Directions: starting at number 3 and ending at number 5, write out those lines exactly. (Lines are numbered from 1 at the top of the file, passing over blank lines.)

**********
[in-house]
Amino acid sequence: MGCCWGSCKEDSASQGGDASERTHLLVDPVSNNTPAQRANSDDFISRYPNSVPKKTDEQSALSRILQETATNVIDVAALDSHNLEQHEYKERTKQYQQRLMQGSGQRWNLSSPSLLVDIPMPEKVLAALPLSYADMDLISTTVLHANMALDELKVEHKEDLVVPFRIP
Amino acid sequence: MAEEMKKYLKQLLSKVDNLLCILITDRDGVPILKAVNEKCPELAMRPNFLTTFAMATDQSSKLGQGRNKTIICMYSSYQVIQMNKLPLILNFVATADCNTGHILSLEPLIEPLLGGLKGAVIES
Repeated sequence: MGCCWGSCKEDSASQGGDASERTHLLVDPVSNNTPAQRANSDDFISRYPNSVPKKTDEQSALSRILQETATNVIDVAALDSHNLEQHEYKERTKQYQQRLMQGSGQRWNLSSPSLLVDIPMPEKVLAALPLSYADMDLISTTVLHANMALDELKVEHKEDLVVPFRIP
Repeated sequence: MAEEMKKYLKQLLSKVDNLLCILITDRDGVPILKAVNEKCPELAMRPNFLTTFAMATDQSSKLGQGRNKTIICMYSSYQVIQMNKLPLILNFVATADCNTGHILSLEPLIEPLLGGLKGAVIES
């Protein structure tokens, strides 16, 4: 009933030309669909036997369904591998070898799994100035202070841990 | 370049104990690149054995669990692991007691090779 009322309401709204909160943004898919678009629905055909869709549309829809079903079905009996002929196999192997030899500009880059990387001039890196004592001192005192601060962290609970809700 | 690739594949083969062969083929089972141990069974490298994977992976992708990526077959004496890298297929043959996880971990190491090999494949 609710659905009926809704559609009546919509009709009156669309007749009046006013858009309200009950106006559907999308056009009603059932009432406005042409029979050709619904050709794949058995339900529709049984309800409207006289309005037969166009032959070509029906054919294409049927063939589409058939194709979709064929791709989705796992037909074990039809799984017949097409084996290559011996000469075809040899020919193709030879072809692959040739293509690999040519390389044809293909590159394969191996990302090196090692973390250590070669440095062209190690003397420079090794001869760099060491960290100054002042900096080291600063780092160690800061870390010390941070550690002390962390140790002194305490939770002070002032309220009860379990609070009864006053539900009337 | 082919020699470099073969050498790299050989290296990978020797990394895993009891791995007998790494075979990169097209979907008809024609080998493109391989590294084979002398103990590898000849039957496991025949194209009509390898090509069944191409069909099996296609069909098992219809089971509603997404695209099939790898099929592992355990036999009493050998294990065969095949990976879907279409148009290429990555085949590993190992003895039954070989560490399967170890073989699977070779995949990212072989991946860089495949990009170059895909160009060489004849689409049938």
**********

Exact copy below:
Amino acid sequence: MAEEMKKYLKQLLSKVDNLLCILITDRDGVPILKAVNEKCPELAMRPNFLTTFAMATDQSSKLGQGRNKTIICMYSSYQVIQMNKLPLILNFVATADCNTGHILSLEPLIEPLLGGLKGAVIES
Repeated sequence: MGCCWGSCKEDSASQGGDASERTHLLVDPVSNNTPAQRANSDDFISRYPNSVPKKTDEQSALSRILQETATNVIDVAALDSHNLEQHEYKERTKQYQQRLMQGSGQRWNLSSPSLLVDIPMPEKVLAALPLSYADMDLISTTVLHANMALDELKVEHKEDLVVPFRIP
Repeated sequence: MAEEMKKYLKQLLSKVDNLLCILITDRDGVPILKAVNEKCPELAMRPNFLTTFAMATDQSSKLGQGRNKTIICMYSSYQVIQMNKLPLILNFVATADCNTGHILSLEPLIEPLLGGLKGAVIES